Tuesday, October 16, 2007

From Torchwood to Coronation Street. The brilliant career of Russell T. Davies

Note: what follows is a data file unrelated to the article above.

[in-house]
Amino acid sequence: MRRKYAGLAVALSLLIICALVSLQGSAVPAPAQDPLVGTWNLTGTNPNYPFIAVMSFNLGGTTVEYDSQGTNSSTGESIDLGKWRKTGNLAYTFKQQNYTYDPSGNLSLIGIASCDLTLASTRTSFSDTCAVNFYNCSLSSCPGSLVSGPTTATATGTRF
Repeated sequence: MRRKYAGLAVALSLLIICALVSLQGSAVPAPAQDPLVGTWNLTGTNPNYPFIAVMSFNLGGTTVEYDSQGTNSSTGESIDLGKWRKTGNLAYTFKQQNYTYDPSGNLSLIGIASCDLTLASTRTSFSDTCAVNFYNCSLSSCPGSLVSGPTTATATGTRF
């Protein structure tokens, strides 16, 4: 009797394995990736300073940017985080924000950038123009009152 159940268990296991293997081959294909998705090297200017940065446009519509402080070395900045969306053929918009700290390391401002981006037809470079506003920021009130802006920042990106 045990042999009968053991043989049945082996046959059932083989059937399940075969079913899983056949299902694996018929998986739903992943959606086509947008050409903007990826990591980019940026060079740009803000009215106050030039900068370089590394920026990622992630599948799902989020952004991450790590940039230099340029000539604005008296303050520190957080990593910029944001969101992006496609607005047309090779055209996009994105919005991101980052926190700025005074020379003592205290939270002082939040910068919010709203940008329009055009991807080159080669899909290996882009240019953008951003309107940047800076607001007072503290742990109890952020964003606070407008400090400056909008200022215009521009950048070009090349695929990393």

Russell T. Davies has been heralded as the ''saviour of Saturday night TV” with his two most recent projects, Doctor Who and its adult oriented spin off, Torchwood. Ranked the highest of all TV producers in 2006 MediaGuardian, he has become the man who can pick any project he wants and make it fly. I decided to find out more about the guy who has joined the hallowed ranks of most influential people in British TV, and discovered he has a very varied resume.The Welsh born Davies studied English Lit at Oxford University, but his first taste of TV work was a stint at the Beeb as floor manager and production assistant. In the late eighties he decided to set his sights on direction, and took a course at the BBC. He added the T. to his name around this time to avoid confusion with a well known radio personality.From 1988-1992, Davies beavered away with the BBC in Manchester, producing hit shows for kids, including the ironically named 'Why Don't You', whose theme song, I vaguely recall, included the seminal line: 'why don't you just switch off your television and go and do something less boring instead? 'Television, to Davies, was anything but boring, and he found himself being handed control of the script for the the sci-fi six parter for kids, Dark Season, in 1991. The show, featuring a young Kate Winslet, was a big hit, and Davies found more success writing for other youth oriented shows, including hospital drama Children's Ward.In the early nineties, Davies did a stint as storyliner on Coronation Street, a show he admires thoroughly for its working class roots. He has been quoted as saying he loves 'the the wit and wisdom of that show - I watch it five times a week', and that 'I'm not a fan; it's just ingrained. I love it.'After the Friday night ratings disaster that was The Grand, when he was abandoned and left sole scriptwriter, he gained a name as a quality writer for drama, including work on the successful Robson Green vehicle, Touching Evil. It was the outrageous gay drama Queer as Folk which aired on Channel 4 in 1999 that brought Davies huge recognition, and he won a Comedy Writer of the Year award in 2001. The Second Coming, which aired in 2003, starred Christopher Eccleston and won Davies a Royal Television Society Award, and Casanova, starring the now famous David Tennant was another Davies production. Davies had long maintained that the only way he would return to the BBC was if they allowed him to revive the defunct cult sci-fi hit, Doctor Who. By late 2003, he was approached by the new Controller of BBC One, Lorraine Heggessey, to oversee the revival of the show. He knew his time slot was the crucial Saturday night at seven, and acted accordingly. The new Doctor Who would have no cheesy effects or wobbly sets. It would be loud, visually compelling, and very, very British. Eccleston's Doctor returned on 26 March 2005, and the rest, as they say....Well, then there was Torchwood. Following the germ of an idea he had even before the new Doctor Who, for a team who would be "Separate from the government, beyond the police and outside the United Nations”, Torchwood is an anagram of Doctor Who. It's all about taking on aliens, using their technology, with lots of smart one liners, darkness and sex. Oh, and John Barrowman as Captain Jack, not only another great homosexual character, but an 'omnisexual'. Men, women and aliens. Pure Davies.

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